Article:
Objectives: To measure surface contamination with antineoplastic drugs on inpatient oncology units and to characterize nursing staff personal protective equipment (PPE) use and factors that predict this use.
Sample & Setting: A descriptive pilot study of two inpatient oncology units at Duke University Hospital in Durham, North Carolina, administering etoposide and cyclophosphamide.
Methods & Variables: Surfaces in four patient rooms and select shared areas were swabbed with methanol, acetonitrile, and water. Samples were analyzed by liquid chromatography tandem mass spectrometry. Nursing staff (N = 27) answered questions about their demographics, PPE use, and factors that influence PPE use via online survey.
Results: Contamination with cyclophosphamide and etoposide was detectable and quantifiable in 61% and 31% of surfaces tested, respectively. Nursing staff reported suboptimal use of PPE when administering, disposing, and handling excreta of patients. Workplace safety climate was predictive of PPE use.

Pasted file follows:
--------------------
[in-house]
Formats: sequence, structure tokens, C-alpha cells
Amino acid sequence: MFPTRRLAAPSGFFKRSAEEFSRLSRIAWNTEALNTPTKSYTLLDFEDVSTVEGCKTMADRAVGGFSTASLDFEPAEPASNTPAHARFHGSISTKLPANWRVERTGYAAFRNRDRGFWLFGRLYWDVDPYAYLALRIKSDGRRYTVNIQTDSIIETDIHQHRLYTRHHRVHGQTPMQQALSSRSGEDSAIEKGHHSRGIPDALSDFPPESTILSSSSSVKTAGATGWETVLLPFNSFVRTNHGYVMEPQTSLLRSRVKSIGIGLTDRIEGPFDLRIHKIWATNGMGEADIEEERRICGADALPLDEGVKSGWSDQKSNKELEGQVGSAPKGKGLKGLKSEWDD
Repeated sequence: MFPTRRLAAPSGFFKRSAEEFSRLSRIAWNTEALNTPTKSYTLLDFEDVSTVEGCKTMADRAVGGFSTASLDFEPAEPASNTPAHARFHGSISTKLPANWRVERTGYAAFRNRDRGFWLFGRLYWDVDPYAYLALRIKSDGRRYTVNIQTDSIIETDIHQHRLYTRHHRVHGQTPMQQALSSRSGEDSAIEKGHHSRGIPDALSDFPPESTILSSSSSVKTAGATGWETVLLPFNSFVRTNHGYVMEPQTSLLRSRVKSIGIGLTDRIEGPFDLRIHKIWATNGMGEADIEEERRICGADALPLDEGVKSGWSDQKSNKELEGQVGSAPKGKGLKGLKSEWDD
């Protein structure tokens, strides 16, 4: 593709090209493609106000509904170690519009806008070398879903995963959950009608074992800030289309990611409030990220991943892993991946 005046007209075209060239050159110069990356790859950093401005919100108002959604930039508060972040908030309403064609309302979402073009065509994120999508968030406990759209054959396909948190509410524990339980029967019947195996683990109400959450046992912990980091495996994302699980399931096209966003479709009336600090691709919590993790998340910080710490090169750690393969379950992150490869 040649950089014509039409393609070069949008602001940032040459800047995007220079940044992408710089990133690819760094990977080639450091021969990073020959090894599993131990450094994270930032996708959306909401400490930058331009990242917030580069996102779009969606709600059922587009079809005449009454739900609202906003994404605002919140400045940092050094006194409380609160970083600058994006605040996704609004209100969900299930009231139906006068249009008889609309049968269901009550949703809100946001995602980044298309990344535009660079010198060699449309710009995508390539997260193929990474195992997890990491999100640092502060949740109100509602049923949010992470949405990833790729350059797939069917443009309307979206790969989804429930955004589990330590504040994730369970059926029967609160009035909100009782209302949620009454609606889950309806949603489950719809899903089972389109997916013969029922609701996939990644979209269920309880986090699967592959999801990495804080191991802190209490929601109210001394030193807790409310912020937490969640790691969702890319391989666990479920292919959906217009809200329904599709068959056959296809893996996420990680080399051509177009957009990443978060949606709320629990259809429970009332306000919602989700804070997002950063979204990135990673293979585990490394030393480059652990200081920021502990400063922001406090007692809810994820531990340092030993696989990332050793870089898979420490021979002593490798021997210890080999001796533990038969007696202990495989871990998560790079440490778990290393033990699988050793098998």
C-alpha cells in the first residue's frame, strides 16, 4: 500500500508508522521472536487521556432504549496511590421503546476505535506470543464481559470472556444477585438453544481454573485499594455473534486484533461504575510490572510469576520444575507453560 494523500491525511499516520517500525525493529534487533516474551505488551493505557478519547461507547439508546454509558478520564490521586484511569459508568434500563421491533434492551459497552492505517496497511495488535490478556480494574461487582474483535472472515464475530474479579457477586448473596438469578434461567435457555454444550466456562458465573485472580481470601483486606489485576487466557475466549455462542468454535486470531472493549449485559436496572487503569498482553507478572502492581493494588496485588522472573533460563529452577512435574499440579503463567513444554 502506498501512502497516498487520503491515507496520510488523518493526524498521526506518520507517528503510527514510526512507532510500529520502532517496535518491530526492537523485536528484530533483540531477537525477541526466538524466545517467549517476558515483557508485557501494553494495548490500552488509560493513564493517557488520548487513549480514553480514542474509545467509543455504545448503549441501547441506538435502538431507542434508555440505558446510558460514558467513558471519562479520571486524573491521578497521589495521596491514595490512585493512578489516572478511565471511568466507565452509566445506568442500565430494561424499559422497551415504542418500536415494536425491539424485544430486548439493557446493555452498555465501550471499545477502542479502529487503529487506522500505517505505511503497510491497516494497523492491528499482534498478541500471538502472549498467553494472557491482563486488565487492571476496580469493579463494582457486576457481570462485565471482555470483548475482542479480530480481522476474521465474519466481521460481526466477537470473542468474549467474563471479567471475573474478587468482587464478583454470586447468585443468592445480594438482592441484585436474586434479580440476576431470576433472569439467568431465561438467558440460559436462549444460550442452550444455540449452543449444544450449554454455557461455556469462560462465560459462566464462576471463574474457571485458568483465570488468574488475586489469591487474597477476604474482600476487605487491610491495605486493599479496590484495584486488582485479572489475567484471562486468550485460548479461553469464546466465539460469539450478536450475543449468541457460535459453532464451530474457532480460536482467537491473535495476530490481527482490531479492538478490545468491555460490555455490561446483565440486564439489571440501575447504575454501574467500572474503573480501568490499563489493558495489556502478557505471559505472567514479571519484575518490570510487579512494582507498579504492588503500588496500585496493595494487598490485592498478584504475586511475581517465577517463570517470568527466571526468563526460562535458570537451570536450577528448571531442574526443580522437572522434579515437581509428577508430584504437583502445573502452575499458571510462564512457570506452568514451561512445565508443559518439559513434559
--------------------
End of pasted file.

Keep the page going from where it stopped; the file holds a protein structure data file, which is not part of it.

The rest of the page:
Implications for Nursing: The potential for contamination with antineoplastic drugs in inpatient oncology units presents exposure risks for healthcare workers, patients, family members, and visitors. Future research and interventions to limit exposure and increase routine surface sampling should focus on those areas of greatest contamination, including toilet seats, a prominent finding from the current study.